Nathaniel Dett

Canadian composer Nathaniel Dett (1882-1943) was one of the many black composers that found their way to Oberlin. He was a double major in piano (studying with Howard Handel Carter, who also taught Jessie Covington Dent, another Black prodigy) and theory-composition (studying with Arthur E. Heacox, George Carl Hastings, and the future teacher of William Grant Still, George Whitefield Andrews), He remained at Oberlin for five years, graduating with his B.M. degree in 1908 with honors. It was here he heard Dvořák's "American" quartet and was reminded of the spirituals his grandmother had sung to him in Canada. From this time, he was resolved to participate in the preservation of the spirituals although he had originally looked on them, as did others, as reminders of slavery times. He often spent his summers seeking additional education – at Columbia University, the American Conservatory of Music, Northwestern University, and the University of Pennsylvania. He spent the 1919-1920 school year at Harvard University, a student of Arthur Foote, and the summer of 1929 he was at the American Conservatory in Fontainebleau for study with Nadia Boulanger, as so many had before and after him. In 1918, Dett wrote of his compositional goals: “We have this wonderful store of folk music—the melodies of an enslaved people ... But this store will be of no value unless we utilize it, unless we treat it in such manner that it can be presented in choral form, in lyric and operatic works, in concertos and suites and salon music—unless our musical architects take the rough timber of Negro themes and fashion from it music which will prove that we, too, have national feelings and characteristics, as have the European peoples whose forms we have zealously followed for so long.”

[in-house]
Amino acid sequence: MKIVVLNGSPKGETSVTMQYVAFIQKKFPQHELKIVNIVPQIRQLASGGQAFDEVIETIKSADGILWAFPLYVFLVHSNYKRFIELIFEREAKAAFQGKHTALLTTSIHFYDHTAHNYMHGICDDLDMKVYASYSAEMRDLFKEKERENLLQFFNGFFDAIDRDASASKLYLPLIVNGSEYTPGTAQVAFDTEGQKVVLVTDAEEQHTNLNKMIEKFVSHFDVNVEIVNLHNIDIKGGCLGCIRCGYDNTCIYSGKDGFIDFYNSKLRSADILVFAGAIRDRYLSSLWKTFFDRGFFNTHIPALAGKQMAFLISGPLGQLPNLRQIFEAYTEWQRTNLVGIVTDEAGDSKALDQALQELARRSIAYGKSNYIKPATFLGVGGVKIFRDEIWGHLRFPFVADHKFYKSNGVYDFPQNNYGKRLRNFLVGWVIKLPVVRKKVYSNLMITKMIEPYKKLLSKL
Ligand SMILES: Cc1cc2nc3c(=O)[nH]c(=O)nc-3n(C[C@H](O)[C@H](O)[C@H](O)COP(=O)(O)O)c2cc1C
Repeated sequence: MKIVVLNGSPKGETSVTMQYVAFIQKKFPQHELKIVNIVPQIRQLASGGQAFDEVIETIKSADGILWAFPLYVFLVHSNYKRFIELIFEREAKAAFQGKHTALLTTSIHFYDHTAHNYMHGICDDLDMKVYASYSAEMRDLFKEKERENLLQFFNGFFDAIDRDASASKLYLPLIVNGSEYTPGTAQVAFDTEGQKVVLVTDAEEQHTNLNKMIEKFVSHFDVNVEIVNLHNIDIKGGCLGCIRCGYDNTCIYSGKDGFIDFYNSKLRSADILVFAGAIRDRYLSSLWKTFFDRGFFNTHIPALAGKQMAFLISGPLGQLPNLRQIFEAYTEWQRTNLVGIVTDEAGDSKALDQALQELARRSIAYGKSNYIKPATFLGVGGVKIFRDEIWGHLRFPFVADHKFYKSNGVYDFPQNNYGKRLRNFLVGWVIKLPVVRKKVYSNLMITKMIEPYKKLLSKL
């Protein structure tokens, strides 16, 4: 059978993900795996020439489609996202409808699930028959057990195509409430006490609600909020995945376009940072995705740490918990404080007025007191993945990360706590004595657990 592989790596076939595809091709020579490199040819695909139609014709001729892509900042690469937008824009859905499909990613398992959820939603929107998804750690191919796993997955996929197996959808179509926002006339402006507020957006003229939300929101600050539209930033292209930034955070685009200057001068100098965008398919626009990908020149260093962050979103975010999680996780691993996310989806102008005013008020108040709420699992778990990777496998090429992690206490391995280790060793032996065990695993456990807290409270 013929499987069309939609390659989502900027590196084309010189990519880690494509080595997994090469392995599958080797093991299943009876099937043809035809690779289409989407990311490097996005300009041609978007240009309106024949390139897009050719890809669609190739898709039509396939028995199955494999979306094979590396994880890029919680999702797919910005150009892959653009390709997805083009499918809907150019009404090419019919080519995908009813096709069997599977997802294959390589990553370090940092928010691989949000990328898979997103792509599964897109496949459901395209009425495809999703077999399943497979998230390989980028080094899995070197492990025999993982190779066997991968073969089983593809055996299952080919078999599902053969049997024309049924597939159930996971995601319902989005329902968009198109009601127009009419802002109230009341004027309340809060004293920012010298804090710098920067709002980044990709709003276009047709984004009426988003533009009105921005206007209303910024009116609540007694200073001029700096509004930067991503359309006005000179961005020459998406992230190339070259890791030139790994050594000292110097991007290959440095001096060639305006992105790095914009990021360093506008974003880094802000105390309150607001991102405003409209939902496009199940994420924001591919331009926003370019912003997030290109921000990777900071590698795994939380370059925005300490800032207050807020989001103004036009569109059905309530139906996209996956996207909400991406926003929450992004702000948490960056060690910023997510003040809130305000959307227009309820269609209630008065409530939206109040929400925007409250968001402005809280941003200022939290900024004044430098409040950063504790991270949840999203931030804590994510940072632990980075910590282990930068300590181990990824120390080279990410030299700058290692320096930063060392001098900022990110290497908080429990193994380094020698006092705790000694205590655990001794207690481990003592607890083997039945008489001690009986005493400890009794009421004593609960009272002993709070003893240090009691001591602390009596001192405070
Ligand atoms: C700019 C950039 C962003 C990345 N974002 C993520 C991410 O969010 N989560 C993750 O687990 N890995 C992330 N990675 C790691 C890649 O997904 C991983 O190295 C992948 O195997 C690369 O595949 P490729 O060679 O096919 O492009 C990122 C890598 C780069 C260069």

Leave a comment